My definition of high equity depends on the value of the home, but generally a 20-30% equity position at the time of purchase. Those deals are out there, but finding then in the right rental market is key. High cash flow, to me, is around $300-700 per month after all expenses. Again, the right house in the right market is key.

I've owned rental property in the past with no real strategy, so i wasn't maximizing the potential of the property.  I'm much more educated on the subject now which leads me to believe a high rate of success is quite possible.

Thanks for the solid advice.
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The Chief

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Re: Real Estate Investing Mentor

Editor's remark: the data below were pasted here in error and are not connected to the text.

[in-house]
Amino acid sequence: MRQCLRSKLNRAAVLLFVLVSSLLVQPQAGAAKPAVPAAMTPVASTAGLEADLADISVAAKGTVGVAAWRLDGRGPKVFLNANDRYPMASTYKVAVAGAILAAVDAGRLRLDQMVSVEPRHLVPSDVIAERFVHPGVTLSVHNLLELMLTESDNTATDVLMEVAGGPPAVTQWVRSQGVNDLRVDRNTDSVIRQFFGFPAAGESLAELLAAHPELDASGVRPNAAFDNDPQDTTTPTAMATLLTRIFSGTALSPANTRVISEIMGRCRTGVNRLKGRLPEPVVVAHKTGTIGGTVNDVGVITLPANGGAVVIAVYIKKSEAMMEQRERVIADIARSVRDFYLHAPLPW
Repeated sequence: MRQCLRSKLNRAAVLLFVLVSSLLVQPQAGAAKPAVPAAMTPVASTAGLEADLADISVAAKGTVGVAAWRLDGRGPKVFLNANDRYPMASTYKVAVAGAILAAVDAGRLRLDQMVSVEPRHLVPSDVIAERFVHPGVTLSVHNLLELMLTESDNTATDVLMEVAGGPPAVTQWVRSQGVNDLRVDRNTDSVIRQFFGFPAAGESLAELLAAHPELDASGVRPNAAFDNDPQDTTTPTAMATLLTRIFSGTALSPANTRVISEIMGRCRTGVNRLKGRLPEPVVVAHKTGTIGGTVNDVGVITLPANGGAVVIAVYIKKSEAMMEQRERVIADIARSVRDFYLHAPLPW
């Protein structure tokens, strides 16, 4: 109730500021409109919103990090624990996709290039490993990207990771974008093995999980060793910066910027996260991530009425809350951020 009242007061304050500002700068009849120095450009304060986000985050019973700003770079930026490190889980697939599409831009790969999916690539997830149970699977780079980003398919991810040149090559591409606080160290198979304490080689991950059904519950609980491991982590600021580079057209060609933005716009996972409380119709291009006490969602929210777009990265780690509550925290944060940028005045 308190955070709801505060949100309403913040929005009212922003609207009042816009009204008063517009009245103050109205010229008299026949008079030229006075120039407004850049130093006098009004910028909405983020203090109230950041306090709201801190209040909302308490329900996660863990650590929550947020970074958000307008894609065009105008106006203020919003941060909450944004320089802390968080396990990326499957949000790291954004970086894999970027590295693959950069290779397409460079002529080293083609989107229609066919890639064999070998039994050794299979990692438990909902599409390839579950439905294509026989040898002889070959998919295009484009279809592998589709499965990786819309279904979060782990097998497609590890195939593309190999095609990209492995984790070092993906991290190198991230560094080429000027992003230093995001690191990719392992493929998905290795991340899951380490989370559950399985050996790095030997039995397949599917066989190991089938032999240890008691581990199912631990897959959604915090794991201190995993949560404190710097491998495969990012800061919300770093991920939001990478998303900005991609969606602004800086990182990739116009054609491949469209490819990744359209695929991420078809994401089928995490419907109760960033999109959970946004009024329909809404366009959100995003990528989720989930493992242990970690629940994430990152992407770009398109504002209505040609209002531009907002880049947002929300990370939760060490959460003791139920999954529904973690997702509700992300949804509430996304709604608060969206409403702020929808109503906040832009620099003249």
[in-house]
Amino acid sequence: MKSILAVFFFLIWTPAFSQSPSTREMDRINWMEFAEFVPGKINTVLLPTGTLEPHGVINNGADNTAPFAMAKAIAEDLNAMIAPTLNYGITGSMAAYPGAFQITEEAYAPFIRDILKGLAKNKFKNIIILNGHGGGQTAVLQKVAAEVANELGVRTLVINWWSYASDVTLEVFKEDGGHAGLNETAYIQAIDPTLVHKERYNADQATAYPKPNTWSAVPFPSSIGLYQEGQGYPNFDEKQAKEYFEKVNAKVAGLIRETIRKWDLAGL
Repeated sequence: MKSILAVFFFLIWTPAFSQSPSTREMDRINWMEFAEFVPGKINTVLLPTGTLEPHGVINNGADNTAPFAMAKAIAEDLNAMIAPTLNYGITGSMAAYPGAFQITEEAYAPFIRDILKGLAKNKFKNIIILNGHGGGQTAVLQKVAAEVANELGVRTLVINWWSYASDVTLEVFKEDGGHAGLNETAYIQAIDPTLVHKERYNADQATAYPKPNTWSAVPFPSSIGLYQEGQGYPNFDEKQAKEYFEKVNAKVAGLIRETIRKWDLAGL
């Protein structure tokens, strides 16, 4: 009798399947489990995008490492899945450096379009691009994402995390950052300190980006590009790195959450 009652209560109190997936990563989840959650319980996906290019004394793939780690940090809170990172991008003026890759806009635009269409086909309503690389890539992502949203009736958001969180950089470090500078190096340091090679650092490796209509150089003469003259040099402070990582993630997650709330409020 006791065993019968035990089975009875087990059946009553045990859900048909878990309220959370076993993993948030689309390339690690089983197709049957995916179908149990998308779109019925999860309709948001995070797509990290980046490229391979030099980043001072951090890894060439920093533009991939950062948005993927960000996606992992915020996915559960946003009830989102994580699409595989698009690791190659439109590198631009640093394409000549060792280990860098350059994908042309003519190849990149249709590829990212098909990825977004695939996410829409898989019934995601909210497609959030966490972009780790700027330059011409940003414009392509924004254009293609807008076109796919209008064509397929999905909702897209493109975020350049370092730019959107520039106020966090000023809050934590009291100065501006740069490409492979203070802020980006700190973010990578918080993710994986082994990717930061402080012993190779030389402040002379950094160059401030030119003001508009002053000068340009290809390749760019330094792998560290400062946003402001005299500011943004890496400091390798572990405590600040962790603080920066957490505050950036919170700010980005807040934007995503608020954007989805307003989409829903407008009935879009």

« Reply #9 on: June 22, 2018, 09:37:10 am »

I only invest in farmland/recreational property but it works really well. Often, I buy knowing that the land is worth 2 to 3 times what Iím paying. Kansas has been hot since 2002. Paid $900/acre for a farm and sold it for $3750 last year.
You have to get out and knock on doors and make calls. You donít find the good buys online or listed w a realtor.

Get the LandGlide app for your phone. Use it. The address where the tax records are mailed to is listed there. When I see an out of state landowner, I focus on that. Many farms are inherited by people that have never even been to the land and arenít getting much return.